Ph.D Thesis

Ph.D StudentNakibly Gavriel
SubjectTraffic Engineering in IP and MPLS Networks
DepartmentDepartment of Computer Science
Supervisor PROF. Reuven Cohen
Full Thesis textFull thesis text - English Version


Traffic engineering is a set of actions whose goal is to evaluate and optimize the performance of operational networks. One of the most important traffic engineering actions is the control of the routing function in the network so that traffic can be steered through it as effectively as possible.

This thesis contains three parts. The first two parts address traffic engineering in IP networks and the third addresses traffic engineering in MPLS networks. In the first part we study the computational complexity and effectiveness of a concept we term “N-hub Shortest-Path Routing” in IP networks. N-hub Shortest-Path Routing allows the ingress node of a routing domain to determine up to N intermediate nodes (“hubs”) through which a packet will pass before reaching its final destination. This facilitates better utilization of the network resources, while allowing the network routers to continue to employ the simple and well-known shortest-path routing paradigm. Our results show that N-hub Shortest-Path Routing can increase network utilization significantly even for N=1. Hence, this routing paradigm should be considered as a powerful mechanism for future routing in the Internet.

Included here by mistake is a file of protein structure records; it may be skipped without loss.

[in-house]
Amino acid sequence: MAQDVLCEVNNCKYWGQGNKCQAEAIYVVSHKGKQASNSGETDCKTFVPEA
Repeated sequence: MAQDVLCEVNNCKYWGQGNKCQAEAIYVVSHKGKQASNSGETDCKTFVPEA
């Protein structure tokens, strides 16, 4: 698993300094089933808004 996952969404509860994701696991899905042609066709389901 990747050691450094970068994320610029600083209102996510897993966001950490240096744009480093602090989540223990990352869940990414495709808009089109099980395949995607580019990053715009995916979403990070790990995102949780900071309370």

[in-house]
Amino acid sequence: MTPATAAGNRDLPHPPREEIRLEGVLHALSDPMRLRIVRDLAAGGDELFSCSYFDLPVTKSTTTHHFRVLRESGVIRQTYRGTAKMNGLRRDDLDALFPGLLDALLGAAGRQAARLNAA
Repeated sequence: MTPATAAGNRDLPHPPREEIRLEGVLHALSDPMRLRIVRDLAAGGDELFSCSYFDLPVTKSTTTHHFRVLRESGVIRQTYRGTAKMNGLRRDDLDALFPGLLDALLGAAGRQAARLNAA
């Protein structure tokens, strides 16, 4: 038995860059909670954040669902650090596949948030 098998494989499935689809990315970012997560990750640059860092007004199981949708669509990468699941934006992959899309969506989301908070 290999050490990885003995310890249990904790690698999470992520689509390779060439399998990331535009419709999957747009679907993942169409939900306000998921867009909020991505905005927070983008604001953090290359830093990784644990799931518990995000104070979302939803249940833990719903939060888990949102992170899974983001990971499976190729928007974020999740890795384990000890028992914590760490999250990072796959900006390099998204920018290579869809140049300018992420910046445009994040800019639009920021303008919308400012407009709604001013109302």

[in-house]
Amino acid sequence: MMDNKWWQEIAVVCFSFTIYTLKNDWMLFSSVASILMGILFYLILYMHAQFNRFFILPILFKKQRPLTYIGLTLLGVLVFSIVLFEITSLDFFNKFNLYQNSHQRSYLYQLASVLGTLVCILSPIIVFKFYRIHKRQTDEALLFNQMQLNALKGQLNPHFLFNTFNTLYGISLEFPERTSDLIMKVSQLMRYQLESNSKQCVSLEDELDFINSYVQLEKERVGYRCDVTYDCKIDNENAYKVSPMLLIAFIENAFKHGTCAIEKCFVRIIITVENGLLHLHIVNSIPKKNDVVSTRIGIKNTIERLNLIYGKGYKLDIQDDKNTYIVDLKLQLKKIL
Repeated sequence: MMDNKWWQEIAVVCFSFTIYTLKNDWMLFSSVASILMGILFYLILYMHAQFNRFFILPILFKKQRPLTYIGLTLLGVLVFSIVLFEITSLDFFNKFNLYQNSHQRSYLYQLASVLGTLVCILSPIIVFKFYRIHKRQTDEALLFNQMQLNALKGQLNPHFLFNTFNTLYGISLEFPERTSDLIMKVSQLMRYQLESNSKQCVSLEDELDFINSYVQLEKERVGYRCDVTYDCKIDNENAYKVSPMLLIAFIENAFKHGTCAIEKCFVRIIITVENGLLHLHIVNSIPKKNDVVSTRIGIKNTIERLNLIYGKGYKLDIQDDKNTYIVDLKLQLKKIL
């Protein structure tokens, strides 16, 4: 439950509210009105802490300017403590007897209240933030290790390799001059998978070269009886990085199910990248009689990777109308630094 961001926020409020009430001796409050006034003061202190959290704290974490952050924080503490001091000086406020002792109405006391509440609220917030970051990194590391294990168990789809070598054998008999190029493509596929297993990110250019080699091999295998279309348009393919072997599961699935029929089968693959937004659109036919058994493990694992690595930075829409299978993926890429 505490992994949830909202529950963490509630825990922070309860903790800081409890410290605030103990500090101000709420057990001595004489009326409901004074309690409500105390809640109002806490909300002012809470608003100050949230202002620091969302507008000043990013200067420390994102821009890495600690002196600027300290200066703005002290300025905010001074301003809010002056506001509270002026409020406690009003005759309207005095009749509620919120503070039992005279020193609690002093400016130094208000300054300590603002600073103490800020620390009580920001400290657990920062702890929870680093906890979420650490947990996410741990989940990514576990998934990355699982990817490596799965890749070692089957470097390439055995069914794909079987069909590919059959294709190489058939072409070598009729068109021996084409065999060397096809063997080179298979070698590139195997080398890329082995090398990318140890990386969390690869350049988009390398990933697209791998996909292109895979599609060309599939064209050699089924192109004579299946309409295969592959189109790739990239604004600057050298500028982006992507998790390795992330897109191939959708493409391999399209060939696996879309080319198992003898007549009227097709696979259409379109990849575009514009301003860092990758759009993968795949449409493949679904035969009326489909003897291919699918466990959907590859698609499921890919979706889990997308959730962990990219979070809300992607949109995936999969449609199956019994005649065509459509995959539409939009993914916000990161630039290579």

In the second part, we consider the application of “N-hub Shortest-Path Routing” to network services traffic. Network services are provided by means of dedicated service gateways, through which traffic flows are directed. We propose a novel approach for the service placement problem, which takes into account traffic engineering considerations. Rather than trying to minimize the length of the traffic flow detours, we take advantage of them in order to enhance the overall network performance. Our main contribution is showing that placement and selection of network services can be used as effective tools for traffic engineering.

In the third part, we consider the MPLS recovery mechanisms. These mechanisms are increasing in popularity because they can guarantee fast restoration and high QoS assurance. Their main advantage is that their backup paths are established in advance, before a failure event takes place. In this thesis we present a comprehensive study on restorable throughput maximization in MPLS networks. One of our most important conclusions is that when one seeks to maximize revenue, local recovery should be the recovery scheme of choice.